If we apply the same draconian adjustment to the underlying index (gray) since its inception (see graph above), however, the return to MKT beta (red) does not loom nearly as large over this longer time period, and the residual return (orange) comes through with very impressive power and persistence.
The cumulative return of the index yields an annualized return of over 20% per year over the nearly 11 years of history available. A skeptic (like me) might assume that this is the result of data mining and back-fitting. Purveyors of new ETFs often seem to "discover" strategies with astounding historical back-tested performance, only to have their live performance fizzle out.
However, ALFA's live results have actually been better than its pre-launch index history. In the year and a half since its May 30, 2012 inception, the fund has returned roughly 50%, or about 30% per year! As shown above, roughly half (using 36-month regression for MKT beta) to three-fourths (using a MKT beta of 1.00) was due just to a rising stock market. However, there was still a lot of alpha (residual return) left either way. And the last graph of the history of the underlying index for the strategy shows that most of the return has come from sources other than my four risk factors over the long-term.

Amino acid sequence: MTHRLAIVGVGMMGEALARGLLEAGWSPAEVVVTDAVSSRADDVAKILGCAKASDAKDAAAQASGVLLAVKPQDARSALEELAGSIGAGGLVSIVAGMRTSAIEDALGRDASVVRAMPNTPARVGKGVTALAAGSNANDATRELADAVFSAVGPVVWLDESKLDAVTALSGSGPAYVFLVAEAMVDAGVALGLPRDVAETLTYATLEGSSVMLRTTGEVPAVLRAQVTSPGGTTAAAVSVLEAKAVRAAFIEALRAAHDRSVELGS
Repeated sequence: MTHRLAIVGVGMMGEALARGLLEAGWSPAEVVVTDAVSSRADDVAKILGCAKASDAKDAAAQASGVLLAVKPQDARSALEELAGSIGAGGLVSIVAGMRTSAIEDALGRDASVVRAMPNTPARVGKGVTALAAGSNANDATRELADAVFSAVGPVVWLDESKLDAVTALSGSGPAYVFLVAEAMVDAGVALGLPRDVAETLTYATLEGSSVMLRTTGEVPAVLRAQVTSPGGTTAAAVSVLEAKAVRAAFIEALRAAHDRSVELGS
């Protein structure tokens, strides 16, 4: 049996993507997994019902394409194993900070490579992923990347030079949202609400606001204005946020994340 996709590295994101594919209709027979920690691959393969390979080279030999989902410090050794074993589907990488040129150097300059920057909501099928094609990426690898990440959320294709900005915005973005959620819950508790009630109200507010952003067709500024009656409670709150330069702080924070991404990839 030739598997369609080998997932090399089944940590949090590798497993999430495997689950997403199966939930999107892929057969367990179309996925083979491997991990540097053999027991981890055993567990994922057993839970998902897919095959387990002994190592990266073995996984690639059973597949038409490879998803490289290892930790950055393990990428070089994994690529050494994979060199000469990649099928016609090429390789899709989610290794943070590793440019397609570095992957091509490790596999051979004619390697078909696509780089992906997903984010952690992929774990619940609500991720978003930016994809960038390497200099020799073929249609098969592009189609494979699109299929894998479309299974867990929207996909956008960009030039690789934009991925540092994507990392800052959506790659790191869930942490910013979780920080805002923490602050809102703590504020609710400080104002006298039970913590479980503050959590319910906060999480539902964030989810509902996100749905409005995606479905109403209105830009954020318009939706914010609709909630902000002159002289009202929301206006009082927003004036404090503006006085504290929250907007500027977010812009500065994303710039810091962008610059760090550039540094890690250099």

It sure looks like there is alpha here. What could I be missing? It could be that my risk factor sensitivities for ALFA are inaccurate. The most likely problem, if there is one, is with my estimate of MKT beta. We saw that raising the MKT beta from an average of 0.57 to 1.00 ate up quite a bit of the residual return. Perhaps the true underlying MKT beta of the holdings was higher than 1.00. I do not think that is likely but I can't prove it. A somewhat more likely scenario is that ALFA's holdings were highly sensitive to some other risk factors than my four, and that adding them to the risk model would explain some of the residual return. The suspects that come to mind are small cap, credit, or emerging market risk. I do not include these as risk factors in my model because 1) they are usually highly correlated to S&P 500 risk (causing statistical problems for my regressions) and 2) they are more expensive to hedge away than S&P 500 risk. But again, I can't prove that they wouldn't explain at least some of the return.
Even so, given the level and persistence of the residual returns using my four risk factors, I am comfortable concluding that yes, there does seem to be alpha in ALFA.
Disclosure: I am long ALFA. I wrote this article myself, and it expresses my own opinions. I am not receiving compensation for it. I have no business relationship with any company whose stock is mentioned in this article.
Additional disclosure: The information contained in this article has been prepared with reasonable care using sources that are assumed to be reliable, but I make no representation or warranty regarding accuracy. This article is provided for informational purposes only and is not intended to constitute legal, tax, securities, or investment advice. You should discuss your individual legal, tax, and investment situation with professional advisors.